“Remove the mask”- Lessons from Scooby-Doo
During my morning study, I came across this quote from Mary Baker Eddy, “Expose and denounce the claims of evil and disease in all their forms, but realize no reality in them.”
Eddy goes on, “To put down the claim of sin, you must detect it, remove the mask, point out the illusion, and thus get the victory over sin and so prove its unreality.” Science and Health 447:20
I asked myself, “If what’s behind the mask isn’t real to begin with, why do we have to expose it?”
I thought a little more…
Lies are complicated and liars like to mask themselves as something else. Then I thought about a loved cartoon, Scooby-Doo. Each episode ends with the villain being unmasked. It seems like a rudimentary plot, but there is something satisfying about seeing who is behind the mask and stopping them from further damage. Here is one short clip from an episode, “Scooby- Doo- Betrayed by an Old Friend.”
This cartoon illustrates to me the relevance of solving the mystery of evil and not just letting the liar run loose. In our lives the monsters we face might look a little different than animated figures. They come in the guise of disease, political unrest, joblessness, homelessness, hate, financial insecurity, or other things stemming from fear. Yes, the villain is not what it appears to be, and so by “removing the mask” we are facing fear that appears in different forms with Truth.
It’s Truth that resolves things when a lie is exposed.
Here is a small example…
I was working at a summer camp when I got a phone call saying that my grandma had passed away. Grief and sadness flooded me. I loved my grandma- it didn’t seem fair! She was such a loving woman. We’d spent many special times together. I’d have overnights with her, she took me to my ballet lessons, she taught me how to play the recorder, I learned Cribbage from her, and we loved to read books. It was hard to think that I wouldn’t be with her in the same way.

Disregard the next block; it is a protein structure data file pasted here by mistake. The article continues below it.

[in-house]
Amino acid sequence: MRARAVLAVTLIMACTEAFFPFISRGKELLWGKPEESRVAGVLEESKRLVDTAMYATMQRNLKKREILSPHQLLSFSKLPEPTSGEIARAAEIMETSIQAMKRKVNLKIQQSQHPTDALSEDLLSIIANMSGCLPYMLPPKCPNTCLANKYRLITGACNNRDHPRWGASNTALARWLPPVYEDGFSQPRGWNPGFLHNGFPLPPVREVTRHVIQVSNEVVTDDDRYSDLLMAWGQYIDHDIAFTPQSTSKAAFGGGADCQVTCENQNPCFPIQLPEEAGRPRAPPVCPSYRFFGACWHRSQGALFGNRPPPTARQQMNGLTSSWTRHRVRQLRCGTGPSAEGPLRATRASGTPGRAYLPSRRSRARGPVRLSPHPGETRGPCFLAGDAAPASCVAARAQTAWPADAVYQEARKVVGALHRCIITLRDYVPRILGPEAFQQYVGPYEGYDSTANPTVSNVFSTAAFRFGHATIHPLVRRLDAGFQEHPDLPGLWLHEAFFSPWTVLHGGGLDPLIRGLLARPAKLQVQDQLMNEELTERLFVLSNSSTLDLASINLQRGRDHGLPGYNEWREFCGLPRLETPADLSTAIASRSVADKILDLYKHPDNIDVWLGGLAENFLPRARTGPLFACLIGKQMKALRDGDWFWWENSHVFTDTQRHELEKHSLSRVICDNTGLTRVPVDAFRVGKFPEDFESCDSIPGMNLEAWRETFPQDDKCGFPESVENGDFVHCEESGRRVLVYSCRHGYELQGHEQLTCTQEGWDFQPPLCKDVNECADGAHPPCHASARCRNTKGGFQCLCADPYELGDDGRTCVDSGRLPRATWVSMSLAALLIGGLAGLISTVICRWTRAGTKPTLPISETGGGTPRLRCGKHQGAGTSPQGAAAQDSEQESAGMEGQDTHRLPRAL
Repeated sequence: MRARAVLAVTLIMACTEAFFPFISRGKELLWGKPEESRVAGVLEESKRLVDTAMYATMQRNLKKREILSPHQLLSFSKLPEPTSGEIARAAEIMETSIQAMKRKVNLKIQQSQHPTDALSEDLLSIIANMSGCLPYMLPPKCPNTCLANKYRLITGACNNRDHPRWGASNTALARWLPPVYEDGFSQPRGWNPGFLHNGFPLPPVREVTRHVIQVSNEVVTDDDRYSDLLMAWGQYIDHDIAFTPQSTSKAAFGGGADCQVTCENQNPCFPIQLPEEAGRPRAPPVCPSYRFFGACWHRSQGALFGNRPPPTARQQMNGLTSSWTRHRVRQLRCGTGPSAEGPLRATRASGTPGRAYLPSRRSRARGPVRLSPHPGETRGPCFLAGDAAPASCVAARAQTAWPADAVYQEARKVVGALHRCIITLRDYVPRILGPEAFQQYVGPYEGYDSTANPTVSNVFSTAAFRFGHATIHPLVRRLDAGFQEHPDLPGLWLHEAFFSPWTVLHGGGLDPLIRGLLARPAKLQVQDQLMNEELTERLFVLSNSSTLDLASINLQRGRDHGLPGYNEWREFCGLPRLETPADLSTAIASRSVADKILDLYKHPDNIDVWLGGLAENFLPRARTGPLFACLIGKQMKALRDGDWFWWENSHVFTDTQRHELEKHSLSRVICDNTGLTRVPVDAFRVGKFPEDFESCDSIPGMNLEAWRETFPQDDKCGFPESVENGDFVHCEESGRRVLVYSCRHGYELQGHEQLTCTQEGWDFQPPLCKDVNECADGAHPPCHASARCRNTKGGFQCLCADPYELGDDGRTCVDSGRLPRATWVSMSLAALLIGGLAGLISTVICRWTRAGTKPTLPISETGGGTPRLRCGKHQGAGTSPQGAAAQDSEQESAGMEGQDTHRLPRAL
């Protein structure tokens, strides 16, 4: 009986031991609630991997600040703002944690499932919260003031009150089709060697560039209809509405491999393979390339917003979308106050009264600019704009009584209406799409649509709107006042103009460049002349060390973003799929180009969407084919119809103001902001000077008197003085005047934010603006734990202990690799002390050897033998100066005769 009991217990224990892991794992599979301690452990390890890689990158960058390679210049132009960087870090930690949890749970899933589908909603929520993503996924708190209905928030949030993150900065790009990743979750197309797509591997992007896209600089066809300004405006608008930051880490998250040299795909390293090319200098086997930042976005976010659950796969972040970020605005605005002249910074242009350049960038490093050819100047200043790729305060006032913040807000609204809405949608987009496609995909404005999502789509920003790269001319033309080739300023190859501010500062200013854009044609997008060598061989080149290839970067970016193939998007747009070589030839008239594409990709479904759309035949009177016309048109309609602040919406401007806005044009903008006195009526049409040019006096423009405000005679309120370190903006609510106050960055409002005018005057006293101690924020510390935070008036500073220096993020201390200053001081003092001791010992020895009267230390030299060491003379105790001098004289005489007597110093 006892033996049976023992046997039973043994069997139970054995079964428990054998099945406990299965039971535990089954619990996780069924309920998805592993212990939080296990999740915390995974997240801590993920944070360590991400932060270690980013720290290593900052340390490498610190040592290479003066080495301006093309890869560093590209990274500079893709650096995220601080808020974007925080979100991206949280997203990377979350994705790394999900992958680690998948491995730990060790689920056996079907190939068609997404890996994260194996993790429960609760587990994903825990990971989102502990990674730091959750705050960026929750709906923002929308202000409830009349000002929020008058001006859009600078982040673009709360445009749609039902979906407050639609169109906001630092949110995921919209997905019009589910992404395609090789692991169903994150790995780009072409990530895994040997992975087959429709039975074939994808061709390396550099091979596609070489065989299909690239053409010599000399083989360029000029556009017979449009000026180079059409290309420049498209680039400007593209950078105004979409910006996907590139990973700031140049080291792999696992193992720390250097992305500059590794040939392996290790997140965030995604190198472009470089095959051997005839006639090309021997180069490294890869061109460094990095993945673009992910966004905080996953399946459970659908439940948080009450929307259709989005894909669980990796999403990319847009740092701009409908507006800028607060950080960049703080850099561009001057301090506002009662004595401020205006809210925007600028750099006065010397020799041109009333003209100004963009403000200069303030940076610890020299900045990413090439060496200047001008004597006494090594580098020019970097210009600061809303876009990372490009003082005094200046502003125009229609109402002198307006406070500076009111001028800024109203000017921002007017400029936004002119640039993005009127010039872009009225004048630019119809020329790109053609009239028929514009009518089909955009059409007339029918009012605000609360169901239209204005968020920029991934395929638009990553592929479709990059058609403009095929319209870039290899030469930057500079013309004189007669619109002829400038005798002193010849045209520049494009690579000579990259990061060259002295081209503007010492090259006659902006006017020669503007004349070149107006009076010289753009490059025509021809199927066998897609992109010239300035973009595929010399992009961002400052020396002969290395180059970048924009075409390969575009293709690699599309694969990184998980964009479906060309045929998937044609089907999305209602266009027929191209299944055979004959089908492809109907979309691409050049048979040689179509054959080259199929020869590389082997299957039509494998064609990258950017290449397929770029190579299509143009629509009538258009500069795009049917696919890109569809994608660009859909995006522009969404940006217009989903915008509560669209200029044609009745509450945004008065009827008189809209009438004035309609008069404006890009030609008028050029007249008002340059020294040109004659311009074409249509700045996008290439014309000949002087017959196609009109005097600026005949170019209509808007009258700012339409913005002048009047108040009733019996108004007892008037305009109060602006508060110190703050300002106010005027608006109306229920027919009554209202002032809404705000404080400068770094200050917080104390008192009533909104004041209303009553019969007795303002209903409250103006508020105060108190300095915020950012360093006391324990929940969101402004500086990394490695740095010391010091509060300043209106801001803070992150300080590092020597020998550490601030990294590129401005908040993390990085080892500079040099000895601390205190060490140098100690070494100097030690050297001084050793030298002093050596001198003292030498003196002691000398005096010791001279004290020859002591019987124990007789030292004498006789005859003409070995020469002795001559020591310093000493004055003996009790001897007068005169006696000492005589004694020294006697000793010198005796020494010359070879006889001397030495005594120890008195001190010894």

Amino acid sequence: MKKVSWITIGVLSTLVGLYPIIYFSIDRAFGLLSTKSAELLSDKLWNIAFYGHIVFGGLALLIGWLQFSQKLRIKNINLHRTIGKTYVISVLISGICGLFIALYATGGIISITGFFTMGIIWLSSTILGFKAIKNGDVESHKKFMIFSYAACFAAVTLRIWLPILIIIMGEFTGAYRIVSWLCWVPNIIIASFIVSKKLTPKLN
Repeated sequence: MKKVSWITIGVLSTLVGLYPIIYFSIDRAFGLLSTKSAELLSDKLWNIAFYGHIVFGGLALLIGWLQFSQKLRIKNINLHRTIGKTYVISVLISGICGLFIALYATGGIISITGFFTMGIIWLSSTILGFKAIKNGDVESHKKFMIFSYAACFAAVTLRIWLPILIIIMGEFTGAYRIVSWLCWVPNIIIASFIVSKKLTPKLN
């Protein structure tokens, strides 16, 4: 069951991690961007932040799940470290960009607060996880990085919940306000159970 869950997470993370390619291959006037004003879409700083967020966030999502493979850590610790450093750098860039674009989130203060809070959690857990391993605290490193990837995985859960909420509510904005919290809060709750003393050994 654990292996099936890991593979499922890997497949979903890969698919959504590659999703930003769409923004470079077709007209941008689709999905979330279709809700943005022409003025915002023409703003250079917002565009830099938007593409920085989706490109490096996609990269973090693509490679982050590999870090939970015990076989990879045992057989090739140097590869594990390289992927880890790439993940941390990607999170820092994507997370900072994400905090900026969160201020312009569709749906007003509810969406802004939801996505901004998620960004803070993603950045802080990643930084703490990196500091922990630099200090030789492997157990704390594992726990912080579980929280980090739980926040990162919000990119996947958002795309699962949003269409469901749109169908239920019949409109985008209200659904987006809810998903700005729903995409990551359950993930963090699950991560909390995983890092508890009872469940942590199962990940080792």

As I got off the phone I thought, “I wish I was with my family. I wish I was able to go home and properly honor my grandmother. Instead, I am here at camp with a busy schedule and I don’t have any time to reflect.” Then I realized that I could expose or challenge those thoughts or patterns of grief that we face when someone passes away. I knew that camp was a good place for me to be- it wasn’t a distraction from sadness but a way to directly implement the lessons my grandmother taught me and the love she had for children. Though I knew I wouldn’t be able to see her at the end of the summer, I could live with the reality of the spiritual qualities and virtues she embodied right then. There were many times that summer that I shared my grandma with other people.
Like pulling the mask off of a villain, it helped me to face those daunting thoughts of grief and loss with Truth- to see the on-going and uninterrupted nature of Life. This helped me be present to the good things going on at camp and complete my summer duties with joy. I still think of my grandma with much love.
Just like Scooby-Doo it takes courage to remove the masked monsters we face. It’s worth it and it helps to know, “…God worketh with you.” Science and Health 22:11